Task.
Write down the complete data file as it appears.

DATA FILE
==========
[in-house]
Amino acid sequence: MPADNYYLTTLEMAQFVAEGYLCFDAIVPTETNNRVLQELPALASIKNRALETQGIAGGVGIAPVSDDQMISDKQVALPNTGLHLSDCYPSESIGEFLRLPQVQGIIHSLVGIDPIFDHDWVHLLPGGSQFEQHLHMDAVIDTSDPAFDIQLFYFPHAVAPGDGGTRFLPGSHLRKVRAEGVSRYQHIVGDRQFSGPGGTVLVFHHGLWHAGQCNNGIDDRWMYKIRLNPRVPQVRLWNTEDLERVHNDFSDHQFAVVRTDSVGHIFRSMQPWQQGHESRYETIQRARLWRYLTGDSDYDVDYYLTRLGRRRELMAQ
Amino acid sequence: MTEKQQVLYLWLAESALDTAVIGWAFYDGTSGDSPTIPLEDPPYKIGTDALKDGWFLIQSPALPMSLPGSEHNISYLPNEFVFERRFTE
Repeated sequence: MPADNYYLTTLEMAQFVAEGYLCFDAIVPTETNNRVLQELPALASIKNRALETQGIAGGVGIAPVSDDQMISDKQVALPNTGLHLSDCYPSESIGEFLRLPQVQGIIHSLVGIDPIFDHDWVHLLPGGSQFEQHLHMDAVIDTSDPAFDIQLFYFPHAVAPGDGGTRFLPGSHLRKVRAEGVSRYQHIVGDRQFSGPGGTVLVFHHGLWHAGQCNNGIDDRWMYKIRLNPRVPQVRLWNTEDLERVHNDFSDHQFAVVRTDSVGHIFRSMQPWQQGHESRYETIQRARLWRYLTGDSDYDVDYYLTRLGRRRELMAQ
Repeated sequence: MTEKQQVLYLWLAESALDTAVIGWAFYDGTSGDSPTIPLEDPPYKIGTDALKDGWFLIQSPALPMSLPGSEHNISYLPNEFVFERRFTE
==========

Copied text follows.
[in-house]
Amino acid sequence: MPADNYYLTTLEMAQFVAEGYLCFDAIVPTETNNRVLQELPALASIKNRALETQGIAGGVGIAPVSDDQMISDKQVALPNTGLHLSDCYPSESIGEFLRLPQVQGIIHSLVGIDPIFDHDWVHLLPGGSQFEQHLHMDAVIDTSDPAFDIQLFYFPHAVAPGDGGTRFLPGSHLRKVRAEGVSRYQHIVGDRQFSGPGGTVLVFHHGLWHAGQCNNGIDDRWMYKIRLNPRVPQVRLWNTEDLERVHNDFSDHQFAVVRTDSVGHIFRSMQPWQQGHESRYETIQRARLWRYLTGDSDYDVDYYLTRLGRRRELMAQ
Amino acid sequence: MTEKQQVLYLWLAESALDTAVIGWAFYDGTSGDSPTIPLEDPPYKIGTDALKDGWFLIQSPALPMSLPGSEHNISYLPNEFVFERRFTE
Repeated sequence: MPADNYYLTTLEMAQFVAEGYLCFDAIVPTETNNRVLQELPALASIKNRALETQGIAGGVGIAPVSDDQMISDKQVALPNTGLHLSDCYPSESIGEFLRLPQVQGIIHSLVGIDPIFDHDWVHLLPGGSQFEQHLHMDAVIDTSDPAFDIQLFYFPHAVAPGDGGTRFLPGSHLRKVRAEGVSRYQHIVGDRQFSGPGGTVLVFHHGLWHAGQCNNGIDDRWMYKIRLNPRVPQVRLWNTEDLERVHNDFSDHQFAVVRTDSVGHIFRSMQPWQQGHESRYETIQRARLWRYLTGDSDYDVDYYLTRLGRRRELMAQ
Repeated sequence: MTEKQQVLYLWLAESALDTAVIGWAFYDGTSGDSPTIPLEDPPYKIGTDALKDGWFLIQSPALPMSLPGSEHNISYLPNEFVFERRFTE